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Crime and Punishment; The Theme of Alienation from Society

Crime and Punishment by Fyodor Dostoevsky is one of the most well-known and respected works of Russian and world literature. Crime and Punishment themes include redemption, morality, the ends justifying the means, and more, solidifying it as a notable work in the Western canon.

Studying the themes in Crime and Punishment is quite easy and is one thing you will be called upon to do if you must write an essay on the book. A close reading of Crime and Punishment combined with good use of outside sources will allow you to write the best Crime and Punishment essay.

What is Crime and Punishment About?

Written in the 19th century, Crime and Punishment focuses on Raskolnikov, a young man living in St. Petersburg. Poor and isolated from society, he concocts a plan to murder a pawnbroker he knows, with the justification that he will use the pawnbroker’s property to conduct great acts of morality.

After murdering the pawnbroker, however, Raskolnikov descends into paranoia and fear, marred by the guilt of taking an innocent person’s life. Crime and Punishment follows the spiral of his life following the murder and his redemption at the end as well as his alienation, the main theme of Crime and Punishment.

Theme of Alienation

The most predominant of Crime and Punishment themes is alienation. Raskolnikov is a man who is isolated from society in every meaningful way. His twisted ideas, namely the idea that murder can be justified through using the murdered person’s property to commit good acts, come from his disconnection from society at large. The theme of alienation is one that you should focus on in your Crime and Punishment essay.

Utilitarianism and the Ends Justifying the Means

Another notable theme in Crime and Punishment is Dostoevsky’s critique of utilitarianism. A philosophy formulated by Jeremy Bentham, utilitarianism argues that the highest moral good is whatever serves utility, defined as the greatest amount of good for the greatest amount of people. In short, utilitarianism argues that the end justifies the means, that any action taken is good so long as it leads to a good outcome.

An essay on Crime and Punishment cannot ignore this theme. Raskolnikov rationalises his plot to murder the pawnbroker on the basis that he can take the pawnbroker’s property and use it to commit good acts. However, when Raskolnikov finally works up the nerve to commit the deed, it psychologically breaks him and he spends the rest of the novel running from his crimes. He doesn’t even take much of the pawnbroker’s property, negating his reason for killing the pawnbroker in the first place.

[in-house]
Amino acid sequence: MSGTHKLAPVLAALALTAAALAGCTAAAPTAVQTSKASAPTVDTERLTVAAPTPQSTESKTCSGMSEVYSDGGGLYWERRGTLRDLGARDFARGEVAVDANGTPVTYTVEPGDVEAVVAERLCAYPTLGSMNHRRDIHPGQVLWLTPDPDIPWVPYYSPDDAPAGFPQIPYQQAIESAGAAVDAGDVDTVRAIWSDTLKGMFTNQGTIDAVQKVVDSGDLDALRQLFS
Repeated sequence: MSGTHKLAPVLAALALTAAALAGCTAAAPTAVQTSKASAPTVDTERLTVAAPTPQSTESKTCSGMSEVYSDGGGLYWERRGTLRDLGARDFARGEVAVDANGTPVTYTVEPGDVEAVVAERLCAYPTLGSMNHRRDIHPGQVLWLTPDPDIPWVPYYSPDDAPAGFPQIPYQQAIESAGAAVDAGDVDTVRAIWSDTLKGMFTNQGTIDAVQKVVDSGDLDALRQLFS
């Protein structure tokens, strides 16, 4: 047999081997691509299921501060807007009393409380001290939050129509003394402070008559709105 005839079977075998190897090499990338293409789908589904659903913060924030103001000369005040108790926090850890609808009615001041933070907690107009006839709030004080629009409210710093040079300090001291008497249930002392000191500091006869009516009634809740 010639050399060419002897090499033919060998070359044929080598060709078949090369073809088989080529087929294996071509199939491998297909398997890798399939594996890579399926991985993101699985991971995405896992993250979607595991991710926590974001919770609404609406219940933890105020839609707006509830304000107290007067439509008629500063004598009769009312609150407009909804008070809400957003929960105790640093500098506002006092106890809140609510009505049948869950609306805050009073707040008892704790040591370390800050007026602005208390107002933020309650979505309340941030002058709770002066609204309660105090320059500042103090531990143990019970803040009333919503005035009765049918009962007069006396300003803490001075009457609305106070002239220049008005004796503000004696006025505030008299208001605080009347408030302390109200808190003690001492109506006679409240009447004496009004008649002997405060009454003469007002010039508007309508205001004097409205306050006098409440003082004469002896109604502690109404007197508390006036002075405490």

The Context of Crime and Punishment Themes

The themes of Crime and Punishment are defined largely by the era in which it was written. The 19th century was a time of great upheaval, particularly in Russia, as the European powers expanded worldwide, new technology made communication more efficient, and new philosophies challenged traditional notions of morality.

Dostoevsky sought to challenge the nihilist strain in contemporary Russian literature, arguing that utilitarianism and other fashionable philosophies of the day were inadequate replacements for traditional morality. Crime and Punishment represents what Dostoevsky believed was the ultimate outcome of utilitarian ethics applied in the real world and the chaos and heartbreak they bring. If there is a theme of Crime and Punishment undergirding its messages, it is this.

However, Crime and Punishment themes also include the concept of redemption. Raskolnikov, though a murderer, is given a reduced sentence at the end of the book due to his full confession of his crimes and his regret for what he has done. Further developing the theme of alienation, the novel ends with Raskolnikov working towards reintegration in Russian society, showing the power and possibility of redemption for those who have committed evil acts.

Writing Your Crime and Punishment Essay

Crime and Punishment has endured in the Western canon for as long as it has because of its poignant depiction of alienation from society. As such, you will likely be prevailed upon to write a Crime and Punishment essay if you are studying literature. The book may seem impenetrable due to the complex way that Russian literature was written in the time period, and the crises and themes of Crime and Punishment may not seem relevant to the current day.

However, once you scratch the surface, Crime and Punishment themes are seen as universal and ones that are meaningful to all humans. Your Crime and Punishment essay will be a strenuous but rewarding exercise.

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